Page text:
STAVROPOL AUTHORITIES INTRODUCE REGISTRATION FOR MISSIONARIES BY LAW
Kavkazskii Uzel, 24 December 2015
Deputies of the duma of Stavropol territory confirmed a draft law that requires citizens who are conducting missionary activity to be registered and to present to authorities a list of literature being used.
The document was confirmed today on final reading. As the head of the parliamentary Committee for Security, Inter-parliamentary Communication, Veterans' Organizations, and Cossackdom, Petr Marchenko, noted, the law is needed for establishing the procedure for conducting missionary activity in the region. He said that all missionaries and preachers will be required to notify state agencies about their activity and be registered, Interfax-Yug reports.
"Those who continue to work without appropriate documents will be punished administratively," Marchenko noted.
The law defines a list of documents that missionaries need to present. They must indicate "affiliation with a religious association and the schedule of their stay in the territory, with indication of their purpose, nature, and period of time." Preachers also will be required to verify a list of literature and other materials which they use in their work.
"The draft law will permit protecting citizens from the negative influence of religious views and convictions that are alien to them, including those of an extremist bent. Its aim is to prevent violations of the law associated with the activity of missionary organizations within the territory and to protect the national identity and traditional spiritual culture of Russia," one parliamentarian emphasized, who added that the document does not violate the freedom of religious confession guaranteed by the Russian constitution.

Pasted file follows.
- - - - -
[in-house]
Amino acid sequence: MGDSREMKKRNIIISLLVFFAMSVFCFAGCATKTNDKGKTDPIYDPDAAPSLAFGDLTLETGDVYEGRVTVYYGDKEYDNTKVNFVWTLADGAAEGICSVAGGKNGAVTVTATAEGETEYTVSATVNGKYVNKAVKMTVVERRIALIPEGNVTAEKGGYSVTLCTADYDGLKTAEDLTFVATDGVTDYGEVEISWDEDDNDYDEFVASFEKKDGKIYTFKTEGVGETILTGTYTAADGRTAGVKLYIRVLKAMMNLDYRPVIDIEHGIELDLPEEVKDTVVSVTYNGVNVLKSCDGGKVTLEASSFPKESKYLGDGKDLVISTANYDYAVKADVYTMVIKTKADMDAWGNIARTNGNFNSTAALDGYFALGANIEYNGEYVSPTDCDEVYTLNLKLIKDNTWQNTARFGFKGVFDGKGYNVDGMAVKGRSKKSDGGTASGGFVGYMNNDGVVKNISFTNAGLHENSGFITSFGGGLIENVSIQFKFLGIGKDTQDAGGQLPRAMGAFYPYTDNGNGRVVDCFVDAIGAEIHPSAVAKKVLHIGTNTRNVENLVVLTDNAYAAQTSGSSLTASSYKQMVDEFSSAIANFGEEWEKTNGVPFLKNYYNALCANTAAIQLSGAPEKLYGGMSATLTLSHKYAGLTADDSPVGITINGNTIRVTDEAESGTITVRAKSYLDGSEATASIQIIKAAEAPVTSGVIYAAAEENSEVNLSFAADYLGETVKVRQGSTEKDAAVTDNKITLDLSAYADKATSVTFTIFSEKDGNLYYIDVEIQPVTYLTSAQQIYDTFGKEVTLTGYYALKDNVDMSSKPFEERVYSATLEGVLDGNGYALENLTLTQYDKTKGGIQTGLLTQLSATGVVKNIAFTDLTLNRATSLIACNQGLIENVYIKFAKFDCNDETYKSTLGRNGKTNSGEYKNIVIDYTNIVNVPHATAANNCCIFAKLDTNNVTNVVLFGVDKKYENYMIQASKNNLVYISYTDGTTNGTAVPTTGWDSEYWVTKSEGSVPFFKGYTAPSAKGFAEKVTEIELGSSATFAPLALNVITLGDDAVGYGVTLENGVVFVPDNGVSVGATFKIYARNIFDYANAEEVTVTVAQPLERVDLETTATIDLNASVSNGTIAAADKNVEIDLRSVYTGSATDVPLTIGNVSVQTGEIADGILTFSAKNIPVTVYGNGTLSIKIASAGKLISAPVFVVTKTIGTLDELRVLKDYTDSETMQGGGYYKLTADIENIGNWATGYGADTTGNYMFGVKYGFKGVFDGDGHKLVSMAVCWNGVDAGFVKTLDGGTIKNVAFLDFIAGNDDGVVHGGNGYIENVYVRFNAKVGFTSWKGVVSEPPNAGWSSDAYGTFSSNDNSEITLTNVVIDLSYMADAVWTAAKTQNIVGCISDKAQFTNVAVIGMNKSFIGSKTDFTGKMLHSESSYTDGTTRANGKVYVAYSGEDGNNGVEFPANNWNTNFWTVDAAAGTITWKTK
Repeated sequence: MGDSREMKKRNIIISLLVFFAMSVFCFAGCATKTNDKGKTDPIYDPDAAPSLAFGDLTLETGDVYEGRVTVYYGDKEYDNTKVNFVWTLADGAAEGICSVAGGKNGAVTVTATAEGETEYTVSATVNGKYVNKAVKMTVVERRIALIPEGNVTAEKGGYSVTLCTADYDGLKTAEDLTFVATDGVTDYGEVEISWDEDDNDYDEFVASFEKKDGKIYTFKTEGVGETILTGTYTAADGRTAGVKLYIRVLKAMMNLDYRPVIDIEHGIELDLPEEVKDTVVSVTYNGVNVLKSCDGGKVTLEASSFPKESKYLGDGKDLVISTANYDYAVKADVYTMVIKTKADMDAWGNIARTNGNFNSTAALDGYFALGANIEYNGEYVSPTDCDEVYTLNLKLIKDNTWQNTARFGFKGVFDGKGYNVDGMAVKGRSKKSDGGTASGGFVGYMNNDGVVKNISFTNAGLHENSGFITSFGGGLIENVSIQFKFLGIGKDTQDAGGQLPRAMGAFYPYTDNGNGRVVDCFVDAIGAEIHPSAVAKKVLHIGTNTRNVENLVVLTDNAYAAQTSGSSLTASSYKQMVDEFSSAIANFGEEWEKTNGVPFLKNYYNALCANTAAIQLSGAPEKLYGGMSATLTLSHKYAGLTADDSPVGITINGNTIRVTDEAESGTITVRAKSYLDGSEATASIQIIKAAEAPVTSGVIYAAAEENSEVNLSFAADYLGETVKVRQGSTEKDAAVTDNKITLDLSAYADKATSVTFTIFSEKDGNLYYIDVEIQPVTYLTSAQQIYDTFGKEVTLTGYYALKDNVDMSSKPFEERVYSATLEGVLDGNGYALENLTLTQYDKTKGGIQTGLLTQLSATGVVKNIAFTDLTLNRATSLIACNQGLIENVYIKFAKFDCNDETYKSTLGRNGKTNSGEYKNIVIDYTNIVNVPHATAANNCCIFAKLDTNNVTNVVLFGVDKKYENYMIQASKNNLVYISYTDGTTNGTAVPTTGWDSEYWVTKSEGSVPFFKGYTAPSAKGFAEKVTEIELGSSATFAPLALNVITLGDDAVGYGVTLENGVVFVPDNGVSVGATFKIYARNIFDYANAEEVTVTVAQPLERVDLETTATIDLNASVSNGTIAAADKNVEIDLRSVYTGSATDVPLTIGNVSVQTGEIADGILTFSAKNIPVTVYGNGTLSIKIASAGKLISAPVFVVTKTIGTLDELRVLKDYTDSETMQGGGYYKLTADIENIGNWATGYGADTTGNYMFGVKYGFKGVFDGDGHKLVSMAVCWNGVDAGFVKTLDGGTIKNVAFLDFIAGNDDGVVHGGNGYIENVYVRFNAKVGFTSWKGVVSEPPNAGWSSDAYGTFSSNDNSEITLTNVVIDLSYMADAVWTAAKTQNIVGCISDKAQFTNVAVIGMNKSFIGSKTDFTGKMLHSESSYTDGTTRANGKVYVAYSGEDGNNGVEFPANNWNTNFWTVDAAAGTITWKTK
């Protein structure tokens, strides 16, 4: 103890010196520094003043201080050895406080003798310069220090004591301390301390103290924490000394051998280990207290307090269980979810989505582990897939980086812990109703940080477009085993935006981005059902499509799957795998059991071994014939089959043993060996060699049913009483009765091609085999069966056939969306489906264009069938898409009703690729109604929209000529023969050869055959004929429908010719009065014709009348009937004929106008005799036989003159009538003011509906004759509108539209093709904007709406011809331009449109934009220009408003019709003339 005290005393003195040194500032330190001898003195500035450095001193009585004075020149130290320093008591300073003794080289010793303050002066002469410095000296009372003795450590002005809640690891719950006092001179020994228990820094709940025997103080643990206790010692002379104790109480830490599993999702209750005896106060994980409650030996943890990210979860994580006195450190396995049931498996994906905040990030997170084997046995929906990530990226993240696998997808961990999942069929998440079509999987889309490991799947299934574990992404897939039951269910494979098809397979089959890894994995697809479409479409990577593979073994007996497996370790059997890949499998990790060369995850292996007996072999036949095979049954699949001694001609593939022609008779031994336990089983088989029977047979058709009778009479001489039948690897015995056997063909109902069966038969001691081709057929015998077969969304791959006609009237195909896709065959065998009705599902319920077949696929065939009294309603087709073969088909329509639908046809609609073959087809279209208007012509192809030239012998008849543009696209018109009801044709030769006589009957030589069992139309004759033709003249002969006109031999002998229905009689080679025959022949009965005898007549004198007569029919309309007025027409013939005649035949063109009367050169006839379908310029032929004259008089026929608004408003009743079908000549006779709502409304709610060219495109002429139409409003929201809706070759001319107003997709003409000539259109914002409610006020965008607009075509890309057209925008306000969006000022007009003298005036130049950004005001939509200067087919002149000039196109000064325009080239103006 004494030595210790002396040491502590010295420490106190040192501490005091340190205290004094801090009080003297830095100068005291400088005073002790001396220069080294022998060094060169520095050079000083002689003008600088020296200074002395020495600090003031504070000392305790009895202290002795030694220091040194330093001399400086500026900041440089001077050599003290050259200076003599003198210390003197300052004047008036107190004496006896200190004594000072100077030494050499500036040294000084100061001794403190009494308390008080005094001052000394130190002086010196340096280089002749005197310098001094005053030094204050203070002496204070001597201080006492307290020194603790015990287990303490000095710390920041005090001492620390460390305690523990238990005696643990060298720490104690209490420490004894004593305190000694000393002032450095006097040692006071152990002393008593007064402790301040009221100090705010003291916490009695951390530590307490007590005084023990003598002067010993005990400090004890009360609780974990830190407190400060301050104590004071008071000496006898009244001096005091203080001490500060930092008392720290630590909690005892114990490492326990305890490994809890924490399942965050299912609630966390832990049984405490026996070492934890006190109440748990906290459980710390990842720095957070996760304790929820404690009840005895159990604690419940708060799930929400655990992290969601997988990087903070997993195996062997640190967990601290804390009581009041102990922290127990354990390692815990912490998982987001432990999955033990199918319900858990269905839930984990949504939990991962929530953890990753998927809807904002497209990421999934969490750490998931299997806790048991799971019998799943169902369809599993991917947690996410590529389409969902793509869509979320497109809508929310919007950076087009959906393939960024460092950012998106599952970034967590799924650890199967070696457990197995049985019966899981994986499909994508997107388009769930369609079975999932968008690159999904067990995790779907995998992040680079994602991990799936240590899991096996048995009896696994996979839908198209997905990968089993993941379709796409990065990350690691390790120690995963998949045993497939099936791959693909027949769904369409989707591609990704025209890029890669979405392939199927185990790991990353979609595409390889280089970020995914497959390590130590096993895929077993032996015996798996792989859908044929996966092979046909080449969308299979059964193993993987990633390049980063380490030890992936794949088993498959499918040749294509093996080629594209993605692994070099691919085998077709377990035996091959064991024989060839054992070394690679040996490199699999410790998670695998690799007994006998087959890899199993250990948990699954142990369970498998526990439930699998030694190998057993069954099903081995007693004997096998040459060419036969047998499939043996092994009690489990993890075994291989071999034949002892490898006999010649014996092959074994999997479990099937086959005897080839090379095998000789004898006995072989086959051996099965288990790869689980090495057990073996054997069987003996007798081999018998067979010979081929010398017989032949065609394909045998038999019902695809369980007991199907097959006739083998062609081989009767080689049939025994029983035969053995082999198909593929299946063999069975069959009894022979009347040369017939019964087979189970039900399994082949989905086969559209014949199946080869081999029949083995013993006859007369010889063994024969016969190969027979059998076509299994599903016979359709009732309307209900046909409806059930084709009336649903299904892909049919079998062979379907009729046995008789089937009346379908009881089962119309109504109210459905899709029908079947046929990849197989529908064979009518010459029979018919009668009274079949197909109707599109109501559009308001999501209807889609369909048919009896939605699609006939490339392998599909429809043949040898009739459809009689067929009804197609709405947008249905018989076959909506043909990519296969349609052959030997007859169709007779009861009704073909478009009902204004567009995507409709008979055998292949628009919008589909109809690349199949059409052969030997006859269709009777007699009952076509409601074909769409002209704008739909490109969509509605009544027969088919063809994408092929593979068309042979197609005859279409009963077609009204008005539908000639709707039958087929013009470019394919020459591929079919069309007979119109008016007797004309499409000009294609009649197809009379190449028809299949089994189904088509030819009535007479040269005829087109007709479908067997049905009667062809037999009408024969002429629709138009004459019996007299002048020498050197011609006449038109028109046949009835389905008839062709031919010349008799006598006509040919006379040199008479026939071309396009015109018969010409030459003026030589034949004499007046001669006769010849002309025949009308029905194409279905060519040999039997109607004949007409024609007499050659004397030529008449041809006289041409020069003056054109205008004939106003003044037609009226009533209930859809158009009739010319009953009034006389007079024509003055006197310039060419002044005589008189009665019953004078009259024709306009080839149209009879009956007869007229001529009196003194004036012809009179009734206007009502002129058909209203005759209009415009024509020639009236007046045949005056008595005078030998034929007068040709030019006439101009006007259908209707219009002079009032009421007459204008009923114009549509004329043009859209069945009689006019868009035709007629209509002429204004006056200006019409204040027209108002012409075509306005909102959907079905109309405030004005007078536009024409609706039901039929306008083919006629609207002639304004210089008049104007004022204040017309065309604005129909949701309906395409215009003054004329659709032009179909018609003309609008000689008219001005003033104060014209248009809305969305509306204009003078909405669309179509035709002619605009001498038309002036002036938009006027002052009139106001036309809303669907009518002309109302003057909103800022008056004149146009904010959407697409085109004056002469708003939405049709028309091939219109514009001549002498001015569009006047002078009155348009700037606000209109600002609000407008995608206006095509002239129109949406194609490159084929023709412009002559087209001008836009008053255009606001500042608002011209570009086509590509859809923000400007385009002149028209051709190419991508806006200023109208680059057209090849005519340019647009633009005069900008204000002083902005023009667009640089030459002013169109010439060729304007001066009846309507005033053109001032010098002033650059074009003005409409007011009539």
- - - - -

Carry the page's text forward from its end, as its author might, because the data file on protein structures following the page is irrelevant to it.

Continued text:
To date, similar laws have also been in effect in several Russian regions, the publication SOVA notes.
Kavkazskii Uzel has written earlier about a number of criminal cases in various regions of the south of Russia with regard to adherents of the international organization of Jehovah's Witnesses. Thus, in Taganrog a group of Jehovah's Witnesses was accused that after a ban in September 2009 on the activity of their local congregation, it continued to conduct prayer services and the study of literature that had been ruled extremist. On 30 November the Taganrog city court found all 16 defendants in this case guilty. Four persons received suspended sentences and the remaining 12 were fined from 20,000 to 70,000 rubles, from which they were released because of the statute of limitations.
On 16 December 2014 it was reported that the prosecutor's office of Krasnodar territory had submitted to a court a lawsuit for the liquidation of the Aginsk organization of Jehovah's Witnesses in Krasnodar territory. Believers were accused of distributing the publications "Humanity in search of God," "What does the Bible really teach?" and "The Bible: God's Word or Man's?" that had been entered into the federal list of extremist materials. On 4 March the Krasnodar territorial court granted the lawsuit of the prosecutor's office. The defense for the organization declared its intention to challenge this decision of the court, although on 5 August the Russian Supreme Court confirmed the decision for the liquidation of the Jehovah's Witnesses organization in Abinsk. (tr. by PDS, posted 6 January 2016)
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